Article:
Overlay, Shift+Alt+O, or Shift+Option+O on the Mac. Soft Light, of all the ones I didn't circle, that is the one that you might want to memorize. It's Shift+Alt+F, or Shift+Option+F on the Mac; F being the second to last letter in Soft, of course. Hard Light; completely reasonable shortcut of Shift+Alt+H or Shift+Option+H. Vivid Light, great shortcut, not much of a mode. Linear Light kind of got ripped off, and in fact, I'll go ahead and scroll down here. It got ripped off by one of the least useful blend modes there is, which is Hard Mix, which doesn't have an L in it at all.
Anyway, Linear Light instead gets a backward L, which is a J. Then we drop down to Difference, another great mode; Shift+Alt+E or Shift+Option+E, which is the last letter in Difference. And then if we scroll down the list, you can see that we've got Shift+Alt+C or Shift+Option+C for Color; makes perfect sense. And then for Luminosity, we've got Shift+Alt+Y or Shift +Option+Y, which is the last letter in the mode. P, Q, and R, which are the only letters we haven't discussed so far, are assigned to blend modes that are only available when the Brush tool is active.
So to demonstrate how these work, I'll go ahead and switch to the Brush tool, which of course I can get by pressing the B key. And notice this little airbrush icon up here in the options bar. If I turn it on, and then I'll dial in a different color here in the color panel; a Hue value of 0 is fine. I'll crank the Saturation value up to 100%, and crank Brightness up to 100% as well. And let's make sure I've got a nice, soft brush going. Indeed I do. So the Hardness value is set to 0%, press the Enter key, or the Return key on the Mac, in order to hide that panel. And now notice, if I paint, whenever I keep my cursor still, I'm building up paint, much as if I were working with a traditional airbrush.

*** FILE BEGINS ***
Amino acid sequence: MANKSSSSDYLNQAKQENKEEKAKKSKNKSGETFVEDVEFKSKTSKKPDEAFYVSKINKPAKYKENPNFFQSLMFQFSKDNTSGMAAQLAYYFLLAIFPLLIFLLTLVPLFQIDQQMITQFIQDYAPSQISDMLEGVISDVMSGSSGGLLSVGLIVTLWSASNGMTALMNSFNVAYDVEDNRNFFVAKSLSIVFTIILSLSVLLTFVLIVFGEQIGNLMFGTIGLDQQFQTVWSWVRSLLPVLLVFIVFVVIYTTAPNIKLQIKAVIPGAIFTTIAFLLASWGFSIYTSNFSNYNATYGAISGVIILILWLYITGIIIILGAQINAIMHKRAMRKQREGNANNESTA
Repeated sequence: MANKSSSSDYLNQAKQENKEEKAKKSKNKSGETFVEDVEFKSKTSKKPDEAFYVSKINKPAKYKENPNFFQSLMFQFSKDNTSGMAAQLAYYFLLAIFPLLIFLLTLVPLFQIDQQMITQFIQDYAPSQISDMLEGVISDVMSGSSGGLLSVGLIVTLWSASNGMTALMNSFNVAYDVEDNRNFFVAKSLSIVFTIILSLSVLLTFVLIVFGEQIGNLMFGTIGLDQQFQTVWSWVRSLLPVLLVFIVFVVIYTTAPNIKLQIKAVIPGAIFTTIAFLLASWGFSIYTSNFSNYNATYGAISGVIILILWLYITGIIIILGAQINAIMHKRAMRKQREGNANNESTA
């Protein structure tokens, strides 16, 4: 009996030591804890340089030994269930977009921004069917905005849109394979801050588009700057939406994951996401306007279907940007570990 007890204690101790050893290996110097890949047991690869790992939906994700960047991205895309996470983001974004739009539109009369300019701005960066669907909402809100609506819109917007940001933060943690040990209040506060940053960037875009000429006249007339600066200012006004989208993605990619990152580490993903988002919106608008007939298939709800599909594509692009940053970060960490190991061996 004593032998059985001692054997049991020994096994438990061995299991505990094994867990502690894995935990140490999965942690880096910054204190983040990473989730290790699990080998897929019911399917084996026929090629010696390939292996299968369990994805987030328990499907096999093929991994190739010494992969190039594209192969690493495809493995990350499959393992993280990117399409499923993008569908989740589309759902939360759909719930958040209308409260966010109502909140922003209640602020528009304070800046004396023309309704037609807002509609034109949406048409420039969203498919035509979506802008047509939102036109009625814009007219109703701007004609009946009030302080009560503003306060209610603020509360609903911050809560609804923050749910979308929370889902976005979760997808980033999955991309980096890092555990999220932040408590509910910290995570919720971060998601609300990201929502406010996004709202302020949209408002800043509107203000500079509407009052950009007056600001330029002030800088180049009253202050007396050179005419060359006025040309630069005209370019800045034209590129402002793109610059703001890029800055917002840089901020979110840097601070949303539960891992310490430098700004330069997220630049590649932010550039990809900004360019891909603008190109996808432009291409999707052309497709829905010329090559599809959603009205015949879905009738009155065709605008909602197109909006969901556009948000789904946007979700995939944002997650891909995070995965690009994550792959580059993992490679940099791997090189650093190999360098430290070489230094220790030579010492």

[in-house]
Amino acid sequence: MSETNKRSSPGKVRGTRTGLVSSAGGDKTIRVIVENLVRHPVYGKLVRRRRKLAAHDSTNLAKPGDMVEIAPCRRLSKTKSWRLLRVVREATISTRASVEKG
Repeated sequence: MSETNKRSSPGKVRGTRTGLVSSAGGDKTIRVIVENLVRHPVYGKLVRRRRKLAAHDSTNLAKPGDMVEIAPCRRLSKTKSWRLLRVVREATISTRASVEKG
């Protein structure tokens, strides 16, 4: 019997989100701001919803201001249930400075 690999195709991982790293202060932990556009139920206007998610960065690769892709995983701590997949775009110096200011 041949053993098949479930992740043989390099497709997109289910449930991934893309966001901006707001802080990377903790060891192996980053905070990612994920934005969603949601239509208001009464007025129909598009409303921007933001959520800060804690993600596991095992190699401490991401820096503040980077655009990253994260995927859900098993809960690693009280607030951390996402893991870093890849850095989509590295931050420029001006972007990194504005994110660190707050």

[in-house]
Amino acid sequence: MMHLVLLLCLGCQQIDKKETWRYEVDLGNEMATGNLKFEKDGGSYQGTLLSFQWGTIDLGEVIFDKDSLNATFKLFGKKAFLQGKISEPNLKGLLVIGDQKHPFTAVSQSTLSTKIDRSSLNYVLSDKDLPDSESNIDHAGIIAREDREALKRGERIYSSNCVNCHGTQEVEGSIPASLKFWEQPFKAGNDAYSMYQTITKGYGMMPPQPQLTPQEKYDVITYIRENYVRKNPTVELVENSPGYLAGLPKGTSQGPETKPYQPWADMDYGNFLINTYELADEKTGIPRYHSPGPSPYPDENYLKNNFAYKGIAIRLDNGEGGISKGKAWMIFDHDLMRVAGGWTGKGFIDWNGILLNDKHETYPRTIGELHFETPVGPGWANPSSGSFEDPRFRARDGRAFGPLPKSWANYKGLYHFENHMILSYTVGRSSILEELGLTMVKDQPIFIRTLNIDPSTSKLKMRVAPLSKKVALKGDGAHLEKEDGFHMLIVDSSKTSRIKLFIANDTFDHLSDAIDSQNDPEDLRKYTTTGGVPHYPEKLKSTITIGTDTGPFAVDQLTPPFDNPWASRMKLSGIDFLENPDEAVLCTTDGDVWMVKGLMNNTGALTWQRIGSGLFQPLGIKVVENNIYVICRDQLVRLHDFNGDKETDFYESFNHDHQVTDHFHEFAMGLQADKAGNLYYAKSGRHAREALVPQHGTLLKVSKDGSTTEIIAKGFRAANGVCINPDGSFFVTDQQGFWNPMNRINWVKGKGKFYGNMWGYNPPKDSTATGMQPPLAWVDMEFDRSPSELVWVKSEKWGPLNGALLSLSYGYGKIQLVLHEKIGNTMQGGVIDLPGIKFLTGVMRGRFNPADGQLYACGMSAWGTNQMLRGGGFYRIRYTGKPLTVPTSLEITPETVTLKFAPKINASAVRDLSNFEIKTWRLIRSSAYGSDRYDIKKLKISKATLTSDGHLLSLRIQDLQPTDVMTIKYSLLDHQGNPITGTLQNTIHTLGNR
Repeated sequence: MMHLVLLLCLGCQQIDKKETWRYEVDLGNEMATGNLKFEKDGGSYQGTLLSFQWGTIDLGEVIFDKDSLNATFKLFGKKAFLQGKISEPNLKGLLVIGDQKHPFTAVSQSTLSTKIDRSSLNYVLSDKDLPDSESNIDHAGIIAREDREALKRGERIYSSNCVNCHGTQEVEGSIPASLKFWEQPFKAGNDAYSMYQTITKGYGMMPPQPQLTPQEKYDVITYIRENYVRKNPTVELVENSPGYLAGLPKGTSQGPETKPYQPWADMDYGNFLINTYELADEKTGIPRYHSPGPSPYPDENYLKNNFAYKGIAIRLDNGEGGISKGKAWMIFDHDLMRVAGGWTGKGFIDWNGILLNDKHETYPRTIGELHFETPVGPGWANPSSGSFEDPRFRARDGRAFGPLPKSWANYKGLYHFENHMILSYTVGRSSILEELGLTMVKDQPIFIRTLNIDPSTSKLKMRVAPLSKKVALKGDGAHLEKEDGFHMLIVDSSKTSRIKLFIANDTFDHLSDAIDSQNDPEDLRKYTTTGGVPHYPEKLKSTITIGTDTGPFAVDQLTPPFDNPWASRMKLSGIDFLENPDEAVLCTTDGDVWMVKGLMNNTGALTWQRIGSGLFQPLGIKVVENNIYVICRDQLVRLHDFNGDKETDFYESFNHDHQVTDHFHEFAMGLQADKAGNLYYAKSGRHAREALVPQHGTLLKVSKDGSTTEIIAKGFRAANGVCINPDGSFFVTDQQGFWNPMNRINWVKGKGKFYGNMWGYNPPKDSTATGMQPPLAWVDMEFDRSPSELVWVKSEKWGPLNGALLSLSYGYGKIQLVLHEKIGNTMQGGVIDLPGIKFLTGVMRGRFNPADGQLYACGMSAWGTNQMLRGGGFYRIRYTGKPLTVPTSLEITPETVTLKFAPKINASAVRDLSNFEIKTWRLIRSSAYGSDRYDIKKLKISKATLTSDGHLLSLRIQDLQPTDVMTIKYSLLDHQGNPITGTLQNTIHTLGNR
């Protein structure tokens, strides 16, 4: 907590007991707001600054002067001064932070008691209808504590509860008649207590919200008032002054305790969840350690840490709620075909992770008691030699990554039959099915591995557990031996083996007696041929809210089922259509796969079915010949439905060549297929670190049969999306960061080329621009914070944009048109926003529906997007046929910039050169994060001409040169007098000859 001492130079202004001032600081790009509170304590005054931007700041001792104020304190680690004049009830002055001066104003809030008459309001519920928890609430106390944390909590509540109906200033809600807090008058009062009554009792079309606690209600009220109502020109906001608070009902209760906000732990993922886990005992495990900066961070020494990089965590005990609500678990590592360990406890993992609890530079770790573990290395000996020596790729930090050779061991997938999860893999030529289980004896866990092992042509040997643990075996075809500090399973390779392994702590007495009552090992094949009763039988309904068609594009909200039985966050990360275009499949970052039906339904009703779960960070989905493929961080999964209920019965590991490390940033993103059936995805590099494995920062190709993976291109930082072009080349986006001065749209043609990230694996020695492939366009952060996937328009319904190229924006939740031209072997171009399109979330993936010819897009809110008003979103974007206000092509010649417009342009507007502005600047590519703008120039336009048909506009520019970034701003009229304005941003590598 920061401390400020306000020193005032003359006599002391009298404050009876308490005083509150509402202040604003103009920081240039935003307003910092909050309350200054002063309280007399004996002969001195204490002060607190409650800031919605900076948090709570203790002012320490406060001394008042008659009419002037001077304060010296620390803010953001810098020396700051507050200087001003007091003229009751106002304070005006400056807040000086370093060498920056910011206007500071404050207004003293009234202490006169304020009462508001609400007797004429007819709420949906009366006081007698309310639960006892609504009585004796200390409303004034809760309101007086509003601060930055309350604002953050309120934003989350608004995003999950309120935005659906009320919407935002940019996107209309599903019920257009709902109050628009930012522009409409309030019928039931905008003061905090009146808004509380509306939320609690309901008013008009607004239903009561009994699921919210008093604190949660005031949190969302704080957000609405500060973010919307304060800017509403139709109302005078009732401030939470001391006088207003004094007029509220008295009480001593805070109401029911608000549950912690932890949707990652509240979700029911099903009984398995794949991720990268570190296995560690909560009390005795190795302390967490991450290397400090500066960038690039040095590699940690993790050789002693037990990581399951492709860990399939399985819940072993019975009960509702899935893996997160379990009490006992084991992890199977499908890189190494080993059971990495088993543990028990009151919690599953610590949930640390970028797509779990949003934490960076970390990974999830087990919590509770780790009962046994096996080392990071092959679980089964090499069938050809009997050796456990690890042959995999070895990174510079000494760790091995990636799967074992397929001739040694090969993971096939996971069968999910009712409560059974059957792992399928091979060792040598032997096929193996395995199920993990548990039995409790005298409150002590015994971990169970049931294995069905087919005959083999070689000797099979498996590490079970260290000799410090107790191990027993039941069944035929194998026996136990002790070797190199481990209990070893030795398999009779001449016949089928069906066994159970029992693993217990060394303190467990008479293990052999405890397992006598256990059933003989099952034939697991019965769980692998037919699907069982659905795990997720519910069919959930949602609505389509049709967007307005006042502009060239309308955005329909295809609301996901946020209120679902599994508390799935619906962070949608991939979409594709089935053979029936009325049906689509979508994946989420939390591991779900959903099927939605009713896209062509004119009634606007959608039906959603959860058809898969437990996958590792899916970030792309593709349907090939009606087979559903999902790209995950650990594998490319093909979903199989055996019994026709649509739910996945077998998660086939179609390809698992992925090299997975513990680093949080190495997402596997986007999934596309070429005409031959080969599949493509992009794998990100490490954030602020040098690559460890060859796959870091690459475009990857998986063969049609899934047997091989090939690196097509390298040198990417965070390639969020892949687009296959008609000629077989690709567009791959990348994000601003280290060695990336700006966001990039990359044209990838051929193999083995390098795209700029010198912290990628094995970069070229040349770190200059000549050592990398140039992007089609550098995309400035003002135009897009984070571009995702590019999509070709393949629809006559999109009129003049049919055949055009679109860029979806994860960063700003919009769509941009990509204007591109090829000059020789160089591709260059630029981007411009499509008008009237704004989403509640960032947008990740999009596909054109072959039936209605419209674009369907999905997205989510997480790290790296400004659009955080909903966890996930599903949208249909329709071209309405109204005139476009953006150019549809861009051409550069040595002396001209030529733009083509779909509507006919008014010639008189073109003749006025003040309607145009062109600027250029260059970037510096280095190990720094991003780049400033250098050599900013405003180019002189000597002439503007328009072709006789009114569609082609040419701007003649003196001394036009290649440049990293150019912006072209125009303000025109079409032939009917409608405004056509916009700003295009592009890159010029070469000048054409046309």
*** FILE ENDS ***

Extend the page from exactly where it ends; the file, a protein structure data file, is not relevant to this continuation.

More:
So that's how that option works. It's not really a blend mode at all, of course, but it has a keyboard shortcut, and it's Shift+Alt+P or Shift+Option+P. And so notice up here in the options bar, if I press Shift+Alt+P, or Shift+Option+P on the Mac, that turns the airbrush icon off, and if I press that keystroke again, I turn the option on. All right, I'm going to undo that brushstroke just by pressing Control+Z, or Command+Z on the Mac. These next two -- Behind, and Clear -- are modes; at lease they're listed in the blend mode pop-up menu. So if you press Shift+Alt+Q or Shift+Option+Q, which is the next letter after P -- and I'll go ahead and press that keyboard shortcut now -- you can see that I've switched to the Behind mode up here in the options bar.
And what that allows me to do; I'll paint on the bars layer, and notice that I'm painting behind the bars, so I'm painting exclusively in a transparent portion of the layer. Next we've got the Clear mode, and you get to it by pressing Shift+Alt+R, or Shift+Option+R on the Mac, and notice I have switched to the Clear mode up here in the options bar. And what that does is it allows me to paint away the contents of the layer, exactly as if I were using the Eraser. The idea is that the brush has more options than the Eraser tool does, and if you want to take advantage of those options while still erasing, then you select the brush, and set its mode to Clear.
Anyway, if you've been working along with me, you probably want to press Shift+Alt+N, or Shift+Option+N on the Mac, to go ahead and restore the Normal mode. And those are the 26 blend modes, along with the ones circled in blue that I recommend you assign to memory for the blend modes that are available to you here inside Photoshop.